- #1

- 54

- 0

## Main Question or Discussion Point

Hello.

I'm just trying to understanding something here. I was taught integration by parts by my professor in what looks to be like an untraditional way.

From my understanding, the theorem states:

∫udv = uv - ∫vdu

We were given an example in class of:

∫e

=∫e

=-e

I don't understand how this is the same thing as if I were to use, e

∫e

=e

Any help understanding this professors method would be great, thanks!

I'm just trying to understanding something here. I was taught integration by parts by my professor in what looks to be like an untraditional way.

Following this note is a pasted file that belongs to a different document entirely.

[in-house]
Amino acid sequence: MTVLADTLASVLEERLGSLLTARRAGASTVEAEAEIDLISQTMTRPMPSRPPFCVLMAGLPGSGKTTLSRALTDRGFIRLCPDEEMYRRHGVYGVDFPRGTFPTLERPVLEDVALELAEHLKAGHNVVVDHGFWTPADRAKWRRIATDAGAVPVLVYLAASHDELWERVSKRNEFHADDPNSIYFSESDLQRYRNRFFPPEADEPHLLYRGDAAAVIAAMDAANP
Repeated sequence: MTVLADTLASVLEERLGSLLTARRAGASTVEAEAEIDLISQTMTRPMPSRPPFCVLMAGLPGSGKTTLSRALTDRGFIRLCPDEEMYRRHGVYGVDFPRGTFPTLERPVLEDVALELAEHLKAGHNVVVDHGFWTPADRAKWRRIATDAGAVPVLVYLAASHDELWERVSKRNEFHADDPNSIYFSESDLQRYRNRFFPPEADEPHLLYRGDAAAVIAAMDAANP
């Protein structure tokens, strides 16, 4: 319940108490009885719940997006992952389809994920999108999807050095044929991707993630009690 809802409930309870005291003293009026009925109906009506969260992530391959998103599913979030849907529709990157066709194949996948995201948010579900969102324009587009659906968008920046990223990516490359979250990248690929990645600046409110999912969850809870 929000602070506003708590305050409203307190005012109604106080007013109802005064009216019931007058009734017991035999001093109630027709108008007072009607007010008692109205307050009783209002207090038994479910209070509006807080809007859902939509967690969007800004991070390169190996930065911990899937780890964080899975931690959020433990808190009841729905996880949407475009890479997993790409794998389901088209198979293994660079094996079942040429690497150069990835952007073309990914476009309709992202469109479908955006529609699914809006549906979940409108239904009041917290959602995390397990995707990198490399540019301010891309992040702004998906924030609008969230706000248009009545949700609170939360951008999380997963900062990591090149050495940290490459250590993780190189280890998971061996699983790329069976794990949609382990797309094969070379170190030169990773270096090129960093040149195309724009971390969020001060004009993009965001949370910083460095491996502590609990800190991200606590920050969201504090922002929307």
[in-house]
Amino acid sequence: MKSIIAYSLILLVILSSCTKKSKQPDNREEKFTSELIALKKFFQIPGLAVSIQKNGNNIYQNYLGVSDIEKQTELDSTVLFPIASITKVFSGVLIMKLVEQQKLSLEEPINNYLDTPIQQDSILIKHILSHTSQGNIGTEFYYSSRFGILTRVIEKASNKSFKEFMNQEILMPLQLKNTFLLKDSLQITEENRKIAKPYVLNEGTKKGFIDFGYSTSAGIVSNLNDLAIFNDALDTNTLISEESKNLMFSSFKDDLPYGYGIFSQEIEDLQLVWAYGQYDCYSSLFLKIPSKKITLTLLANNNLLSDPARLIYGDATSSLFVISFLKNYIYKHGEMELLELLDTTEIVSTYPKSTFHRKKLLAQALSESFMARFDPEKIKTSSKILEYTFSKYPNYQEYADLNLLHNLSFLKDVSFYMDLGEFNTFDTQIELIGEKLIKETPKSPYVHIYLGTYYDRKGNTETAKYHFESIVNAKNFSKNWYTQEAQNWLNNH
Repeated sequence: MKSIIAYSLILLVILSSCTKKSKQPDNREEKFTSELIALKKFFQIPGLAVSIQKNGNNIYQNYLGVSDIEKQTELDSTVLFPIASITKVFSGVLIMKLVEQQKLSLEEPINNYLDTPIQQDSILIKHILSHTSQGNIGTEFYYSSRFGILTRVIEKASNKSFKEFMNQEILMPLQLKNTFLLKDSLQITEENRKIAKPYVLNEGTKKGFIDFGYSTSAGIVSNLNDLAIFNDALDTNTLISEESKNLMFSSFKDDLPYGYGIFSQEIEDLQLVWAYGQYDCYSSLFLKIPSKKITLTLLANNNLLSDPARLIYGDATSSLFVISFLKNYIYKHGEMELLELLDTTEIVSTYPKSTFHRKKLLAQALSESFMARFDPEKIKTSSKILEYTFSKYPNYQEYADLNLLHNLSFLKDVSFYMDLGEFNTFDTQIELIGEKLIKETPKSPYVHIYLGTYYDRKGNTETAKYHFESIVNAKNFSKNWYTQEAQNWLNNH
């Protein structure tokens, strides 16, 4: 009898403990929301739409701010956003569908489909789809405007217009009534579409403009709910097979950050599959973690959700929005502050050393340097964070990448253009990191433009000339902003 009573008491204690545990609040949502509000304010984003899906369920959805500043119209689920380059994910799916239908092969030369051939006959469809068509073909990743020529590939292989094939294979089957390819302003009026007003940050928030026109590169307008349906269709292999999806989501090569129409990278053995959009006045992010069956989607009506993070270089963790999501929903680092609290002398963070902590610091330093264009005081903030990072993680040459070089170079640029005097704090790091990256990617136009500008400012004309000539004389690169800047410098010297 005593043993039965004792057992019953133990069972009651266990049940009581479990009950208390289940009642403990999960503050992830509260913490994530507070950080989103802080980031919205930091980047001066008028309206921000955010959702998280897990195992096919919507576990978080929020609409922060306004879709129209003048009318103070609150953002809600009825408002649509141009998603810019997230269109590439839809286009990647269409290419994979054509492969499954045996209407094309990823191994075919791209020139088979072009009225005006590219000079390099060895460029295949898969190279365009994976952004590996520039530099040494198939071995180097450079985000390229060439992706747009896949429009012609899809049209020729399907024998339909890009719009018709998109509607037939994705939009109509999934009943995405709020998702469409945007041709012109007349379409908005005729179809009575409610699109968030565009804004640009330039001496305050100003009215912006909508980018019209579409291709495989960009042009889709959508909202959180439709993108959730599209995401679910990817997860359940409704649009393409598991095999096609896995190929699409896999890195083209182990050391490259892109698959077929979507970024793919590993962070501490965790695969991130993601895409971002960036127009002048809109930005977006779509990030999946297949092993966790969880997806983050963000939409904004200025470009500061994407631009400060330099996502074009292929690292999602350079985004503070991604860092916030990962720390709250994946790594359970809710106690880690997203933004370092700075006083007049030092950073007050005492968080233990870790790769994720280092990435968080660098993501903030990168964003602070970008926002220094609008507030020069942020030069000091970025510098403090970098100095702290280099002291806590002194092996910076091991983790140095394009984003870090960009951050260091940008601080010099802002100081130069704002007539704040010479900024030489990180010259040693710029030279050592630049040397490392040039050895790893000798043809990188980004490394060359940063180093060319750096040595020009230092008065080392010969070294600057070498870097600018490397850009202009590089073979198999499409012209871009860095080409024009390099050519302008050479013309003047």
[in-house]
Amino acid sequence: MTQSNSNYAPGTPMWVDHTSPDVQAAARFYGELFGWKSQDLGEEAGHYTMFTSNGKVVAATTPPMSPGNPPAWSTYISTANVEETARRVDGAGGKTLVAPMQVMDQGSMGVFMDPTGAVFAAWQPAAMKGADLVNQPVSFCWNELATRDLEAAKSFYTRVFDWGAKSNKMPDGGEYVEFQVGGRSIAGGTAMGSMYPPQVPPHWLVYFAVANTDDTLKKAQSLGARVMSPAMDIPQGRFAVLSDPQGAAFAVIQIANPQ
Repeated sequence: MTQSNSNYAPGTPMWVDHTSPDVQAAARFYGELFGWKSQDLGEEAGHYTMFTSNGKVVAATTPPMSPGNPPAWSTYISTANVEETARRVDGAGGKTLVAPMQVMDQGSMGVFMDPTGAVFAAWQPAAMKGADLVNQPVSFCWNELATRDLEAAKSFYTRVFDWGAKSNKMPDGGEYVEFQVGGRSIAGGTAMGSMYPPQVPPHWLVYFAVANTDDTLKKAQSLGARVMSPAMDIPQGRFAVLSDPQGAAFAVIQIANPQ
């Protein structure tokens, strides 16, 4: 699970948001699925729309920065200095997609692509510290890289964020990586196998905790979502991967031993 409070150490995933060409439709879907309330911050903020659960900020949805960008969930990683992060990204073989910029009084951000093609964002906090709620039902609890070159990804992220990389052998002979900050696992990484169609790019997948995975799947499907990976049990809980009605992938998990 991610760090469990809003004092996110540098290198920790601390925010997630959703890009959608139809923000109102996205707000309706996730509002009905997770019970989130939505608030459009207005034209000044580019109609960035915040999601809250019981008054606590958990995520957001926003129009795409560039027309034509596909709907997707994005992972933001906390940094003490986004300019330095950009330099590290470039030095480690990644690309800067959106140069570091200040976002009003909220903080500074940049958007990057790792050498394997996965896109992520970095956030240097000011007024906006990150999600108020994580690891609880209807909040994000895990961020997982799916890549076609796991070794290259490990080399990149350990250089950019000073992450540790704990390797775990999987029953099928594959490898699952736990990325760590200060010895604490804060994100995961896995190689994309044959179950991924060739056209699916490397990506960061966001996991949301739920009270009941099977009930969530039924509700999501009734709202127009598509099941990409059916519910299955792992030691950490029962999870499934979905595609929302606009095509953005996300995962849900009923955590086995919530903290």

From my understanding, the theorem states:

∫udv = uv - ∫vdu

We were given an example in class of:

∫e

^{x}sin(x)dx=∫e

^{x}∫sin(x)dx - ∫[(e^{x})'∫sin(x)dx]dx=-e

^{x}cos(x) + ∫e^{x}cos(x)dxI don't understand how this is the same thing as if I were to use, e

^{x}as u and sin(x) as v, since the outcome would then be:∫e

^{x}sin(x)dx=e

^{x}sin(x)dx - ∫e^{x}sin(x)dxAny help understanding this professors method would be great, thanks!